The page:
A fiery train disaster was narrowly averted early Sunday near a small town in Iowa. Someone was very determined to derail a train carrying highly flammable ethanol, according to the CEO of Iowa Interstate Railroad.
Journals found in Osama bin Laden's compound after he was killed contained evidence of al Qaeda's desire to target trains and subways in the United States. The FBI is now investigating the Iowa incident, but Bureau sources said early indications are that the incident is not a terrorism related.
"Someone could have been killed," Dennis Miller, the CEO of Iowa Interstate Railroad, told ABC News. "Ethanol won't explode," he said, "but it will burn." The trains running along those tracks, he said, often carry flammable ethanol, which they load at a nearby ethanol plant. Each train can carry up to 30,000 gallons of ethanol, "and 30,000 gallons would burn for a long time."
Miller said a lock was cut off a track switch box just outside Menlo, a town that sits along the rail line between Des Moines, Iowa, and Omaha, Neb. The track was also "gapped open" about 2 inches, and a black bag was used to cover the switch signal so the tampering would be harder to notice. Miller said the switch tampering, and the creation of the gap in the tracks, clearly indicated to him that someone was trying to derail one of the 130-car trains that were running the track last Sunday.
The railroad's chief operating officer, Mick Burkart, said a Union Pacific train did successfully cross the track at the damaged switch Sunday night, but the crew noticed that something was wrong with the track and switch. They reported it to the Iowa railroad, and all traffic was shut down on the track.
Burkhart said that alert crew probably saved lives. He said at some point that night that a train coming through that area at 40 mph would have been derailed, and there would have likely been an ethanol fire. If that happened, he said, "it could have been a real disaster," with the loss of life of train crew workers, and people in the town of Menlo.
On Capitol Hill today, Amtrak Chief of Police John O'Connor announced it is expanding its comprehensive rail security efforts to provide increased right of way protection to detect and deter terrorists seeking to derail passenger trains.
O'Connor said threats against rail transportation are very real and "[t]he recent events after the death of bin Laden serve as a stark reminder that these threats continue to be viable." He emphasized the the terrorists' interest in derailing trains is of particular worry to Amtrak, which "operates high-speed rail trains where catastrophic losses could occur."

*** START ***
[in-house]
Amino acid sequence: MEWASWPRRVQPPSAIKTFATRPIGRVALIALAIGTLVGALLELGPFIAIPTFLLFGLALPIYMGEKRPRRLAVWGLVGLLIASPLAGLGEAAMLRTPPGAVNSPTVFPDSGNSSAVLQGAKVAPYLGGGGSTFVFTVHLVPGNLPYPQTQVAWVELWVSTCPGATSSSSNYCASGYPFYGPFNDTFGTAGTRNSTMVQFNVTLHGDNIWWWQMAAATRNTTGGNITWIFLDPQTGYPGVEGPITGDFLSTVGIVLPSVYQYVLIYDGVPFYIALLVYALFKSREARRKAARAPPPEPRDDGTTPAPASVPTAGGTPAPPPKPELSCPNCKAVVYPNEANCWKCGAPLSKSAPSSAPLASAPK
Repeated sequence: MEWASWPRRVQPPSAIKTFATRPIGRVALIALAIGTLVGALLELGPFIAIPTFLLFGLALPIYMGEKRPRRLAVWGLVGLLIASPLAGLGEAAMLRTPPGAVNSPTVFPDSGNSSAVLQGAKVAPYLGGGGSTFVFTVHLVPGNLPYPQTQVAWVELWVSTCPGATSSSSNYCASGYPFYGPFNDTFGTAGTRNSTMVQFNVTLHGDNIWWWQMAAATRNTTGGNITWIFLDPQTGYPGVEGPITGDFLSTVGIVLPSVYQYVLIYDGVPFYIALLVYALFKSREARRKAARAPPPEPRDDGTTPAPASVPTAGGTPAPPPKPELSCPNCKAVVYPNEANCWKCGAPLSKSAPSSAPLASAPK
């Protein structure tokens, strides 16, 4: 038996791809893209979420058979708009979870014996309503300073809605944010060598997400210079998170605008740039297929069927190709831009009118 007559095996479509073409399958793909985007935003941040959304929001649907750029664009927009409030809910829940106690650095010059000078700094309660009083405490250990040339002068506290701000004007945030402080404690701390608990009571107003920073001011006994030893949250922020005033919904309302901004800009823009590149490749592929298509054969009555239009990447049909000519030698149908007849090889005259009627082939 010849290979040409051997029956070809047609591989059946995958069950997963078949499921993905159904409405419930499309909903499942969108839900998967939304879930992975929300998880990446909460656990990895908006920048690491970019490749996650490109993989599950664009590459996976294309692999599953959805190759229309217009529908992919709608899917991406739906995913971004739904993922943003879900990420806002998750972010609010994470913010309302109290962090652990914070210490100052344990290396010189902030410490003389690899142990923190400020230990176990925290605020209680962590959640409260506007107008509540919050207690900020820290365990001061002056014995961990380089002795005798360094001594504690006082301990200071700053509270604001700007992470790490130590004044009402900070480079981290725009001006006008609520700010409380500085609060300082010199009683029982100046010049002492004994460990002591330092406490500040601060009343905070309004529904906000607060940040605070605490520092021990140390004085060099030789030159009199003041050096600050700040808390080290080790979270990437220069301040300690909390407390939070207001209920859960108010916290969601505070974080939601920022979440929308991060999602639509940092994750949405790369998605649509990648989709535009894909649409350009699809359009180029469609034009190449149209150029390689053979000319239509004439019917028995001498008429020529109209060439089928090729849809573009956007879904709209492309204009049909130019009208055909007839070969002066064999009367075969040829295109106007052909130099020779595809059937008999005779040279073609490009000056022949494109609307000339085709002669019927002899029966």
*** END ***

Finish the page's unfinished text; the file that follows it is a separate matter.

Amtrak said the additional security countermeasures would focus first on passenger trains, particularly those operating on the Amtrak-owned Northeast corridor. Amtrak said it already had security in place, which were focused on the threat of improvised explosive devices, or IEDs, in a station or on a train, or on an active shooter scenario.
Protecting stations is difficult, but protecting thousands of miles of train track is even more challenging, O'Connor said. Historically, Amtrak has used a range of security strategies, such as high security fencing, bollards, blast curtains, access control and technologically driven initiatives to protect stations, bridges and tunnels. Amtrak is exploring the expanded use of these strategies for right of way protection.
Since the U.S. raid on the bin Laden compound in Pakistan, Amtrak has bolstered track security actions, expanded patrols and reinforced employee awareness programs, O'Connor said.
The incident in Iowa showed just how terrorists could sabotage a train. The CEO of Iowa Interstate Railroad said it was an alert train crew that prevented a potentially disastrous derailment.
"The crew did an excellent job," Miller said. "We are kind of surprised something like this would happen, and now we are just waiting to see what the FBI finds."